Being an American in Japan, I'm constantly reminded that I'm different.
The language barrier is a problem with conversation, public announcements, food ingredients, and occasionally navigation. (It's my own fault I'm not better with the language.) I would need to go to a specialty store to buy shoes as large as a 9.5, and a pair of jeans in the correct size go on only as far as my knees. I've learned to avoid most restaurants I'm not already familiar with because I can't identify meat ingredients and nobody seems to realize bacon counts as a meat.
I take great pains to be on my best behavior, fit the social norms whenever possible, and always put some effort into my appearance. I want people here to like me. I'd like everyone to like me, of course, but especially here because there's that nasty bit of history between our countries and once in a while it makes itself known.
For instance, the meeting to sign the rental agreement with our landlord suddenly got weird when he casually mentioned that when he was a kid, the Americans bombed his neighborhood.
So when I went to an audition to read for a mildly racist character set in the 1930's, I was a little conflicted. The audition was in front of eight or so Japanese people, with a Japanese representative from the agency to translate. I was impressed by how serious it was – they asked about my acting experience, what part of the US I'm from, and had me run the scene several times, fine-tuning my emotions each time.
On one hand, it's acting. It's fun, and the nuance is challenging. On the other hand, when they asked me to dial up the racism the character feels against the Japanese, it went against every instinct I have. I think I did pretty well, but it was conflicting.
Then it got more awkward when one of the casting assistants (from the waiting room, not the audition room) stopped me after the audition to get some clarification about my tattoos. I make sure the talent agencies that I work for know that I have big tattoos, because it disqualifies me from things like modeling and wearing revealing clothing (and going to water parks and swimming pools). And wearing skirts.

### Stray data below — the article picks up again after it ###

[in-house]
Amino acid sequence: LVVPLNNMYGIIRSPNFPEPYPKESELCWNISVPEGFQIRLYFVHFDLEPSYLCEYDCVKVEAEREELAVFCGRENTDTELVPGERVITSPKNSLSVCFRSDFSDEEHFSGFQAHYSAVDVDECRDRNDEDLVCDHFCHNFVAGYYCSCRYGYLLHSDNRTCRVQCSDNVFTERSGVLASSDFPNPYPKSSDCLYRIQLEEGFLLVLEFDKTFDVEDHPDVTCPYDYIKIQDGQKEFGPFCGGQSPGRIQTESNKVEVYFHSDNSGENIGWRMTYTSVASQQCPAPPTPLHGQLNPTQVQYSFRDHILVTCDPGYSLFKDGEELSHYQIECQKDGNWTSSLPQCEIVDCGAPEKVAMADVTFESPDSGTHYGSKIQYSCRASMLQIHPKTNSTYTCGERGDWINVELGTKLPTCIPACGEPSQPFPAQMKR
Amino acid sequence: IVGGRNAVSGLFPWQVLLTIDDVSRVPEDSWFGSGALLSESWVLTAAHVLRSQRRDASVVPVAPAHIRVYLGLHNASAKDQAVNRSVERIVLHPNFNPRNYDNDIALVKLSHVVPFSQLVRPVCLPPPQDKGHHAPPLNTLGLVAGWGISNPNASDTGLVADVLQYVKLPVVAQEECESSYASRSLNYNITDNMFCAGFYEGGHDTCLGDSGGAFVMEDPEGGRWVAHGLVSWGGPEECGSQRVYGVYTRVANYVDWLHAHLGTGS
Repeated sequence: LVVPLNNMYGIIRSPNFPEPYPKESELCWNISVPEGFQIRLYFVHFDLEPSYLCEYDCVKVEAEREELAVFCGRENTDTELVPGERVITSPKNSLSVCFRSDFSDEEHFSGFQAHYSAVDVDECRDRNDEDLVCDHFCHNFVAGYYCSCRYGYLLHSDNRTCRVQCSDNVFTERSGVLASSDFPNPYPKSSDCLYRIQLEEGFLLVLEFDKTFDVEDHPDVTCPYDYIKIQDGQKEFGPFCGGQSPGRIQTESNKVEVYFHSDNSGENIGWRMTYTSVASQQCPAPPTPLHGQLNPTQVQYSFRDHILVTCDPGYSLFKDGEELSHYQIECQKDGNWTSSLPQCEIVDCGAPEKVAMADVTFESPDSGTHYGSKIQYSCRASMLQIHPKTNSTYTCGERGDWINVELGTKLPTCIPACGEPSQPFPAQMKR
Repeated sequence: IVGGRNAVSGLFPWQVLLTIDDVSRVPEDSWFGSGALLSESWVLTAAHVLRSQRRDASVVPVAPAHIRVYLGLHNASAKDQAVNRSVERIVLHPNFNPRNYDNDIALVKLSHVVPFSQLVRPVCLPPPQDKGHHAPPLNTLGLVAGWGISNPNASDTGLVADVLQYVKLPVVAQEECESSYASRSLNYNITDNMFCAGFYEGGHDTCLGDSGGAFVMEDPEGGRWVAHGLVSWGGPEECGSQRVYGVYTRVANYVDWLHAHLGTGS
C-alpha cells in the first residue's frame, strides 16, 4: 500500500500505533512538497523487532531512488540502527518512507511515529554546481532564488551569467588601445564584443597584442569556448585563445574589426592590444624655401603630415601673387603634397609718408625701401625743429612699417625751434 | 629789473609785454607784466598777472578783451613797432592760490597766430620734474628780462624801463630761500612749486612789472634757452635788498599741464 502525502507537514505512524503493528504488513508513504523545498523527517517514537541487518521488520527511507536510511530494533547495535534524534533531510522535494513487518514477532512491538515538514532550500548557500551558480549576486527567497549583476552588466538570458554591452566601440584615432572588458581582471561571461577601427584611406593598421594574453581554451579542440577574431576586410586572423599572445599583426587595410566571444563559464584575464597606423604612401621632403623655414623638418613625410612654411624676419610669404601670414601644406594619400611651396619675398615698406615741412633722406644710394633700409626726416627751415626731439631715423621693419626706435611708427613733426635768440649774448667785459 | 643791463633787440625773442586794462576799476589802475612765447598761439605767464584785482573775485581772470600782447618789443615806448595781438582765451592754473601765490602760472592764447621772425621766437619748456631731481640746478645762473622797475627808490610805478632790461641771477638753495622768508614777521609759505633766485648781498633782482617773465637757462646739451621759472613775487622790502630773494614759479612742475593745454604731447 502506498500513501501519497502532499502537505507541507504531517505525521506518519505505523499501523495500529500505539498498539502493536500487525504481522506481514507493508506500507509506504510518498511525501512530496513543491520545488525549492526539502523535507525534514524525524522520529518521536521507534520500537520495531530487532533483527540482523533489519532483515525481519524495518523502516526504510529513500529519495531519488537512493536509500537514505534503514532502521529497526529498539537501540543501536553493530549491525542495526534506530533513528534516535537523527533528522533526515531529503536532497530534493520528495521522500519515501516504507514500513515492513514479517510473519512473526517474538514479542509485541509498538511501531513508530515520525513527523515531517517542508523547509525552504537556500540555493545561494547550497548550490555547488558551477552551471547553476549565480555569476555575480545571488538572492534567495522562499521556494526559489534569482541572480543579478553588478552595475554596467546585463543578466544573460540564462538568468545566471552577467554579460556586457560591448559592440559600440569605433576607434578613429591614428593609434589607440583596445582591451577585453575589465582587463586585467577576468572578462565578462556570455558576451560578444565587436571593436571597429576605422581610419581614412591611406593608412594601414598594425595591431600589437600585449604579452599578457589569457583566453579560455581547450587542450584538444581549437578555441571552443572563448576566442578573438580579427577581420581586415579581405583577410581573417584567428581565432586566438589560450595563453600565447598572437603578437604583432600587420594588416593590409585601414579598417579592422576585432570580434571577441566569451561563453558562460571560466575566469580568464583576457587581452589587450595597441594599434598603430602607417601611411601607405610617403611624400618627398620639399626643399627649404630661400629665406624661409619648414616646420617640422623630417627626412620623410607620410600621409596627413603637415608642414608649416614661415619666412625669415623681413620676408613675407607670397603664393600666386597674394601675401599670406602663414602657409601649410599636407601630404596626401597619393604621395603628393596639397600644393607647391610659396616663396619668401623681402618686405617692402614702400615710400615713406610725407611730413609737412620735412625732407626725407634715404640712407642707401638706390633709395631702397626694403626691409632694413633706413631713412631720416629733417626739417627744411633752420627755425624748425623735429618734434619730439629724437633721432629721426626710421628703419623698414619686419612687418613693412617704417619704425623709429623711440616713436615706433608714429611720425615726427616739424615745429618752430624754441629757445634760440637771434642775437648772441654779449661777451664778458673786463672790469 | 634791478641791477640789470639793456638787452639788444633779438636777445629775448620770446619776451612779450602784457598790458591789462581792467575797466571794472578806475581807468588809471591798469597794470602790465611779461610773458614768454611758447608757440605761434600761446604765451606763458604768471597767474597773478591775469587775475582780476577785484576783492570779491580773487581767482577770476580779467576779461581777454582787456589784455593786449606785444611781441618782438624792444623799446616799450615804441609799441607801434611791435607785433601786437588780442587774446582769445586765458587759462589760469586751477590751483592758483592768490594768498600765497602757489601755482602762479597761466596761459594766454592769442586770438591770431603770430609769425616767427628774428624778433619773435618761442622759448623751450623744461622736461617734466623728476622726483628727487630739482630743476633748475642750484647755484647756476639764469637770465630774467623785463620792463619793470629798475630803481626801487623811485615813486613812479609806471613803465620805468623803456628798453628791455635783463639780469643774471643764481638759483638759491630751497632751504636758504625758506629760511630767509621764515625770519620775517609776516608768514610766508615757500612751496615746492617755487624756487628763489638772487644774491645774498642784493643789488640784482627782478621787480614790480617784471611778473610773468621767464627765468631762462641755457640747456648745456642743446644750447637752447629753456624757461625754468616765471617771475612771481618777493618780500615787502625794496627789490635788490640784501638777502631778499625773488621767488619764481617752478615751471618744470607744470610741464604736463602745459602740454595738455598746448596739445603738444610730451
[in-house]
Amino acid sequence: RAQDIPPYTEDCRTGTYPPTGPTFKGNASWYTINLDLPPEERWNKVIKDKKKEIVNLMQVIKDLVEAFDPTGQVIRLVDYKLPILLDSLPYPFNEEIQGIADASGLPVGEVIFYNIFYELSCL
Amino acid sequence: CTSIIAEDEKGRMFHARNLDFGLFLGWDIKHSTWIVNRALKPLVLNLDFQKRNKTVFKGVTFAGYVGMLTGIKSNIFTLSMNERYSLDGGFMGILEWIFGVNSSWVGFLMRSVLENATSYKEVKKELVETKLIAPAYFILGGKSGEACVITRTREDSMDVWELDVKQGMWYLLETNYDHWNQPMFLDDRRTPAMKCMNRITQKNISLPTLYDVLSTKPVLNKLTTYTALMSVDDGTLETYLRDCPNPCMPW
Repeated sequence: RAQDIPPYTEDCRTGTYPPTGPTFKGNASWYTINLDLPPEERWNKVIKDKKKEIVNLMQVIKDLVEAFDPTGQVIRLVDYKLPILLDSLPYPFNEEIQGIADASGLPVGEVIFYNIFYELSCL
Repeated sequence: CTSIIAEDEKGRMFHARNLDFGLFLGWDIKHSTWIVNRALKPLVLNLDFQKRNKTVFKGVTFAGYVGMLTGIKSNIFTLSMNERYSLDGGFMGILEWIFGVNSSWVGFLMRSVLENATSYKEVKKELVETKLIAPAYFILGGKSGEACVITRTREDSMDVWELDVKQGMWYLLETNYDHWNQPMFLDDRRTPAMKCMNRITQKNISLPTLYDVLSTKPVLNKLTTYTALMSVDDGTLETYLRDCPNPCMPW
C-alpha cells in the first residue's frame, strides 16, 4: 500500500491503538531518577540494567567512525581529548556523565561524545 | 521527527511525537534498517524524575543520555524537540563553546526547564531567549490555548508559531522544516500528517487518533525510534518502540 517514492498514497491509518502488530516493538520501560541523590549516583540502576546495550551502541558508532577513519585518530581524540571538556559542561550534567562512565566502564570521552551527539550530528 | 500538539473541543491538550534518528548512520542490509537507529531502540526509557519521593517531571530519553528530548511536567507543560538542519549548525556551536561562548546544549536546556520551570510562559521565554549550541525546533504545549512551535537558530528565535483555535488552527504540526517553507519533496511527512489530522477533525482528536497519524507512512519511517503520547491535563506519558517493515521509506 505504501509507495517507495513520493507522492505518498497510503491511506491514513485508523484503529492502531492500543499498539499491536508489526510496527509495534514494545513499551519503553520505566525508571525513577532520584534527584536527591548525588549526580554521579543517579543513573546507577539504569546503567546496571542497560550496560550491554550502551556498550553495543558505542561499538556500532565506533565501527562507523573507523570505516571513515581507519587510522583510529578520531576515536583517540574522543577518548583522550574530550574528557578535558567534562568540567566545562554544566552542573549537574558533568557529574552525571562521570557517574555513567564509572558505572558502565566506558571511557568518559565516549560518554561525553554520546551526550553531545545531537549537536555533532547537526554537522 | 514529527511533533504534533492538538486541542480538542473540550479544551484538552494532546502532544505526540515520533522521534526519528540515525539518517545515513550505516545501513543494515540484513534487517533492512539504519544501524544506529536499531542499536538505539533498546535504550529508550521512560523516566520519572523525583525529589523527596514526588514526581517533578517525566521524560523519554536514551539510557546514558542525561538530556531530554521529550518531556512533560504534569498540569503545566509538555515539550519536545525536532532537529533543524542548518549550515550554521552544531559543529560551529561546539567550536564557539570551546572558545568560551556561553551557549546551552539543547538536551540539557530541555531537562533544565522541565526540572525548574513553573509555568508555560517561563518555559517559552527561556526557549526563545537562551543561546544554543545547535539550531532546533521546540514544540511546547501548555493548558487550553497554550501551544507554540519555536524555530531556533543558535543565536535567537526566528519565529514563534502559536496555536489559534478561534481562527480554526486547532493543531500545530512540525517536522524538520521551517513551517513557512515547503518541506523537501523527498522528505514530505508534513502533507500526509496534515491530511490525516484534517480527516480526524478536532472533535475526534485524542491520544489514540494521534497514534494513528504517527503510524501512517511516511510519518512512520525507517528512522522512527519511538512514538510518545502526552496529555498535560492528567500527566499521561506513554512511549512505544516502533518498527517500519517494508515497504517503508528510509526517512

Apparently those photos had not been passed along, so the male assistant coordinating people in the waiting room asked something to the effect of (language barrier!) how obvious is my leg tattoo? I went to roll up my pant leg to show him, and everyone around me gasped in shock. Apparently this is a social no-no. Awkward.
He ended up sending me and the female assistant to a private room for her to get some photos. There was no restroom or changing room immediately available, so they put is into a teeny room on the outside of a building containing only a photocopier. They brought over a door-sized sheet of plastic to lean against the real door to cover the window. We were both pretty embarrassed, although she was probably more so. I've had photos taken of my tattoos before (I've even been in a tattoo magazine!), but I'm not sure she'd been asked to take tattoo pictures until then. The fact that we'd never met before and had little language in common didn't help.
I don't regret getting my tattoos, I just feel bad for the inconvenience I'm causing these people who are caught by surprise. It's a unique set of circumstances that I never thought, in a million years, would happen. If someone had told me at age 10, or even 20, that I'd be an actor in Japan and that my giant tattoos would be a hassle, I never would have believed it.
My life is surreal.